Arts Tax FAQ

Portland voters overwhelmingly approved an Arts Education and Access Fund in 2012 restoring arts education in Portland public schools and expanding access to arts and culture for Portland residents. The City of Portland collects the tax and administers the funds. An independent citizen oversight committee reviews expenditures, progress and outcomes.

Thanks to the arts tax, every elementary school in Portland’s six school districts (Centennial, David Douglas, Parkrose, Portland Public, Reynolds and Riverdale) now has at least one art, music, drama, or dance teacher on staff— more than 90 teachers total. Funding allows for approximately one arts specialist for every 500 students.

Money from the arts tax goes first to schools (65% of total funding since 2012). Any additional revenues are then allocated through RACC grants to artists, arts organizations and art projects. Last year (2019) the tax provided $5 million for grants supporting a wide variety of performances, exhibits, lectures, and community events, including many free and reduced-cost arts experiences for Portland residents.

RACC also uses art tax money to fund special projects that expand arts access for communities of color, veterans, artists and audiences with different abilities. Portland neighborhoods underserved with RACC grants are prioritized for project funding.

For a summary of grants that RACC has awarded to nonprofit organizations using the Arts Education and Access Fund, click here.

To pay the arts tax, click here.

FREQUENTLY ASKED QUESTIONS

Q: When is the arts tax due?

The arts tax is due on the same day that federal income tax is due.

Q: Who pays the tax, and how much?

Every Portland resident age 18 and older whose household income is above the federal poverty level and whose personal income (not including Social Security) is $1,000 or more pays the tax of $35. Other exemptions apply; visit  http://www.portlandoregon.gov/revenue/61551 for details. Individuals file a separate tax return with the City of Portland at the same time that federal and state taxes are due.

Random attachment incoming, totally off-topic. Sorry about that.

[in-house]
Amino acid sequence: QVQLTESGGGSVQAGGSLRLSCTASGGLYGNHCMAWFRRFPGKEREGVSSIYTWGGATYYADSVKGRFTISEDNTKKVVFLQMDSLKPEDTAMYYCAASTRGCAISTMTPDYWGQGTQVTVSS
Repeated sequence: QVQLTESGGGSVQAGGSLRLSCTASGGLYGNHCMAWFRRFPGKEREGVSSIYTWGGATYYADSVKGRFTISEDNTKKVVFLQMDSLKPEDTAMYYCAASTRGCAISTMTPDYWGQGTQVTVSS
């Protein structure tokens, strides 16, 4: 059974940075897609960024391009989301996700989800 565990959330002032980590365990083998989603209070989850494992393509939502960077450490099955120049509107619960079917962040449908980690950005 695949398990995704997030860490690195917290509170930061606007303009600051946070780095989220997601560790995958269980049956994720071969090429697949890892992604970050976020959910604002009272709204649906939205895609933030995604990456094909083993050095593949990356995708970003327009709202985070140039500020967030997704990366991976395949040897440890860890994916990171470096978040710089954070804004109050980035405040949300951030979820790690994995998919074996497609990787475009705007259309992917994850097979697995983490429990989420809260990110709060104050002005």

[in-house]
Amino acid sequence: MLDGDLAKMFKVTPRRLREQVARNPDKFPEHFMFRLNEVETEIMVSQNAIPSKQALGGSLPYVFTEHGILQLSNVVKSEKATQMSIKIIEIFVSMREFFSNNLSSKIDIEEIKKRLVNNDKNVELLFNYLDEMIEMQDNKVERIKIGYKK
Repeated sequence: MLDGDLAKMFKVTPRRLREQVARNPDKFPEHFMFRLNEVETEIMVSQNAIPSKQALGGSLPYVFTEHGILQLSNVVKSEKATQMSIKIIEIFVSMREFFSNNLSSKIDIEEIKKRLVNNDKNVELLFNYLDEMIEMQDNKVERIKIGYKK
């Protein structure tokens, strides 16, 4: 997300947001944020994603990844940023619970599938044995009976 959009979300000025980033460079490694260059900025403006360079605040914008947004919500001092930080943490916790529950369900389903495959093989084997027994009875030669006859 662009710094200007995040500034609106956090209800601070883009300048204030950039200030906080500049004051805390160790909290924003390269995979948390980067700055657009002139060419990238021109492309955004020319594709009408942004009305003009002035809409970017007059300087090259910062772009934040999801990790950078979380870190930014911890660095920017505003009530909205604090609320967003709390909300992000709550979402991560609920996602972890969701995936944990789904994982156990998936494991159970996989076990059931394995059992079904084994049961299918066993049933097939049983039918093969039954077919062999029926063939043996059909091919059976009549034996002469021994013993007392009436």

Q: Why was this fund needed?

Without dedicated funding, arts education constantly finds itself on the chopping block. Between 2007 and 2011, many schools in the region reduced or eliminated their arts and music teaching staff. By 2011 there were only 31 arts specialists remaining in Portland, and 11,596 students attended a K-5 school that had no art, dance, drama or music instruction whatsoever. Today there are more than 90 arts specialists in Portland.

Additionally, the fund provides support for arts organizations in Portland. Public funding helps arts organizations sustain their programs and make creative experiences accessible and more affordable to Portland residents.

Q: How much is being raised?

In 2019 the arts tax raised approximately $13.1 million for art and art instruction in Portland K-5 schools. More information about the Arts Tax can be found on the City’s website.

Q: How is the money distributed?

The city disburses funds to school districts first, and then to RACC for grants to artists and arts organizations. Last year, RACC invested $5 million of Arts Education and Access Funds (Arts Tax funds) in arts organizations, artists and art projects.

Q: How does RACC decide who receives funding from the arts tax?

RACC distributes arts tax proceeds through three RACC grant programs: General Operating Support, Project Grants, and Capacity Building Grants for Culturally Specific Arts Organizations. RACC is also setting aside funds to help invest in equity initiatives. Community volunteers evaluate all applications and recommend funding amounts to RACC’s Board. For more information, including funding criteria, guidelines and deadlines, visit racc.org/grants. Prospective applicants are also encouraged to subscribe to Art Notes, the RACC e-newsletter, to receive monthly updates of all RACC opportunities and deadlines.

SUMMARY OF ARTS TAX GRANT AWARDS

Grants awarded by RACC include many sources of public and private funding—including City of Portland General Fund dollars, individual and workplace donations, special event proceeds, and funding from Clackamas, Multnomah and Washington Counties. Find out more about the arts tax from the most recent Arts Tax Citizen Oversight Committee’s report to City Council (March 1, 2019).

LEGAL INFORMATION AND LINKS

MORE QUESTIONS?

Do you have questions that aren’t addressed here? We invite you to submit your question to RACC and we will get back to you as soon as we can. We may even post your question (and our answer) to this page.